More than a year ago, an anonymous source calling himself “John Doe” reached out to Süddeutsche Zeitung in an encrypted chat message asking if the paper was “interested in data.” When asked why he was offering the documents, the source responded, “I want to make these crimes public.”

The internal Mossack Fonsecka emails, PDF and photo files, database excerpts, and other files amounted to about 2.6 terabytes of information. By comparison, the offshore leaks of 2013 that pointed fingers at Chinese President Xi Jinping, a major bank in Denmark, the Finnish postal service, and even movie star Paul Hogan, reached only 260 gigabytes—one-tenth the amount of information. The 2010 United States diplomatic leak known as Cablegate totaled 1.7 gigabytes.

Overwhelmed, Süddeutsche Zeitung enlisted the help of the International Consortium of Investigative Journalists (ICIJ). Soon, teams from the Guardian, the BBC, Le Monde, La Nación and McClatchy joined the effort to tackle the project.

Lead journalist Bastian Obermayer said the data from Mossack Fonseca contained a folder for each of 240,000 companies.

“And you basically have to look at every single folder,” he said. “But that’s impossible because it takes too long.”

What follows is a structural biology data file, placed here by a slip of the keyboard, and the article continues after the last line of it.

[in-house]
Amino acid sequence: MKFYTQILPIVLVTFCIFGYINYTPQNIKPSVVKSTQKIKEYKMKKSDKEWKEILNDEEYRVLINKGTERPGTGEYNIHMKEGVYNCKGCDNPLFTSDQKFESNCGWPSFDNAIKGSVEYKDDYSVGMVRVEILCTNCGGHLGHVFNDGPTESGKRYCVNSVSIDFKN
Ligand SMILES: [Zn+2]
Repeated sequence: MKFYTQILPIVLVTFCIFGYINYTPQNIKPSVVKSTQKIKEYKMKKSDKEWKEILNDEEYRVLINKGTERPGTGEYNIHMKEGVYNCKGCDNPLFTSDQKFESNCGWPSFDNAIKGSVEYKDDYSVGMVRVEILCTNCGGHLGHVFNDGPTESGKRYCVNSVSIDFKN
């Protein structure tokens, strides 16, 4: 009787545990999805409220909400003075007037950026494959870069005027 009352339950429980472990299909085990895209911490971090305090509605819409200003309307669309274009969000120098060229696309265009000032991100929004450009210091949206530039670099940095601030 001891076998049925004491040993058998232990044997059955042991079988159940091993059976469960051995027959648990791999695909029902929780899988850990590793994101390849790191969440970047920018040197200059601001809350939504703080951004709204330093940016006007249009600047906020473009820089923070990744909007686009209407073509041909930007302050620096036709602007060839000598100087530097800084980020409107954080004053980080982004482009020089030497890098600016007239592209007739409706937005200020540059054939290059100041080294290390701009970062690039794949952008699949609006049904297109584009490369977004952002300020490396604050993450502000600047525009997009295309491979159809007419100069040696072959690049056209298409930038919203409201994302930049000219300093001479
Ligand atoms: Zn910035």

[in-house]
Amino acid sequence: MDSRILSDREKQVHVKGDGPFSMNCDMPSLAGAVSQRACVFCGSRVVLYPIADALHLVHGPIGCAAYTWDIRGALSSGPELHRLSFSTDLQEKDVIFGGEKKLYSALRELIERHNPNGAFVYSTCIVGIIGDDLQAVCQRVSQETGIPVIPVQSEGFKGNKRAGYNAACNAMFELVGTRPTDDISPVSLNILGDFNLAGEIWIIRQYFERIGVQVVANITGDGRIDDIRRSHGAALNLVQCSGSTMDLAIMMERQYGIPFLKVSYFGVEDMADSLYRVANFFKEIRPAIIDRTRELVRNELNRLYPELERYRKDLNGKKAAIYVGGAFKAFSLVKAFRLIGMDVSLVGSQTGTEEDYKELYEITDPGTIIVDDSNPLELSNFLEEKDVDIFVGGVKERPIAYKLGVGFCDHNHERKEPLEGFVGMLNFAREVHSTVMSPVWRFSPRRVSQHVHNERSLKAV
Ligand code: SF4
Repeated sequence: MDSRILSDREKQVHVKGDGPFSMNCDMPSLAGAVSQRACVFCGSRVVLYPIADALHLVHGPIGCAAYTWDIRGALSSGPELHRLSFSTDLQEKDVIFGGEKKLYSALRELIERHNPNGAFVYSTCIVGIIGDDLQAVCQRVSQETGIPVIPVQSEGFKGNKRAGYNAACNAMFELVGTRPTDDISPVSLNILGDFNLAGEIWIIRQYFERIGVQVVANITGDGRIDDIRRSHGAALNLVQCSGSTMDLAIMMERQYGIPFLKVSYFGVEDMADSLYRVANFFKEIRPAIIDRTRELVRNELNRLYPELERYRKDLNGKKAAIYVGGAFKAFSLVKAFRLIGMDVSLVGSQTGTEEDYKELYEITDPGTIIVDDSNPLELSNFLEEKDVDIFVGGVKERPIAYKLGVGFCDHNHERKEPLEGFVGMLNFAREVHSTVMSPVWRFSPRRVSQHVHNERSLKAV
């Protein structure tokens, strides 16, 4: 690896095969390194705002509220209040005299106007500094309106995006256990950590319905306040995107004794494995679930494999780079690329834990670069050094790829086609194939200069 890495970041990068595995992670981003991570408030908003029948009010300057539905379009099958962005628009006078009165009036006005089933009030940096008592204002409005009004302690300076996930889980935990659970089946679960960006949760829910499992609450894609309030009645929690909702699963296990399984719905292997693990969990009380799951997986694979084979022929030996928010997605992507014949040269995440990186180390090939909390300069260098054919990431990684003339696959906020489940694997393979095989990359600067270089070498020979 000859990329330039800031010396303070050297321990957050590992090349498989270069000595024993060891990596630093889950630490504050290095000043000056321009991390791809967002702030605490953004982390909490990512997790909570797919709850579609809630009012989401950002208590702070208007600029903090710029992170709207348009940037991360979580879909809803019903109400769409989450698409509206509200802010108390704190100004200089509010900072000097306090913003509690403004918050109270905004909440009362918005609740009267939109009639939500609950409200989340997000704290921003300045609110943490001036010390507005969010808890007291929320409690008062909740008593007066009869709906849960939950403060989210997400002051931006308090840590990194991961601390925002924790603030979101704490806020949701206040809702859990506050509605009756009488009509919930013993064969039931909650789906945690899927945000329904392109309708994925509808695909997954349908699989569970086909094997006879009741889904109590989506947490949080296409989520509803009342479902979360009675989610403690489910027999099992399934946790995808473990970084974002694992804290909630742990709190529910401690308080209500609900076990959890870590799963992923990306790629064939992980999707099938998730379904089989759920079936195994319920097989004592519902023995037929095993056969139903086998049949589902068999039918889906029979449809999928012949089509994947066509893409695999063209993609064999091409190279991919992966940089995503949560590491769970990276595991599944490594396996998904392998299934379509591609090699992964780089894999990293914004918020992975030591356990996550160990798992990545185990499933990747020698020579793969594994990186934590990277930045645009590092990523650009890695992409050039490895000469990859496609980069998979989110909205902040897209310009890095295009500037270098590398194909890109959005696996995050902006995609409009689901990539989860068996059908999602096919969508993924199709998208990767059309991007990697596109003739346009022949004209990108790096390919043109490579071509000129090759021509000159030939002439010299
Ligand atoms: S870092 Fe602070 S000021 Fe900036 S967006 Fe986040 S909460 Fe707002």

Instead, the researchers did general searches.

“We’re looking for topics, and we’re looking for people that we’re interested in who might be a topic themselves because they’re in the public eye or hold public office,” Obermayer said. “Or because they’re important executives.”

If a name like Putin came up dry, the researchers looked for hits on first, second, and third-tier associates. Classical Russian cellist Sergey Roldugin, a personal friend of Putin, appeared in the documents as owner of offshore companies worth millions of dollars. One of his companies allegedly captured a large portion of a Russian truck manufacturer, while another held majority shares in Russia’s TV advertising industry.

“He’s a normal, unassuming musician,” said another lead journalist, Frederik Obermaier. “But this normal, unassuming musician, who apparently isn’t involved in business, and especially not in business that Putin is any part of, is suddenly linked to transactions worth hundreds of millions. And that’s where we need to ask ourselves: How does a musician end up with so much money?”

Sometimes a world leader’s name did appear, as in the case of Iceland’s Gunnlaugsson. Understanding his resignation requires the backdrop of the Nordic island’s financial collapse in 2008, following the default of three of its leading banks. Empowered by offshore shell companies set up in part by Mossack Fonseca, the banks gave each other paper loans worth hundreds of millions of dollars to boost their stock prices.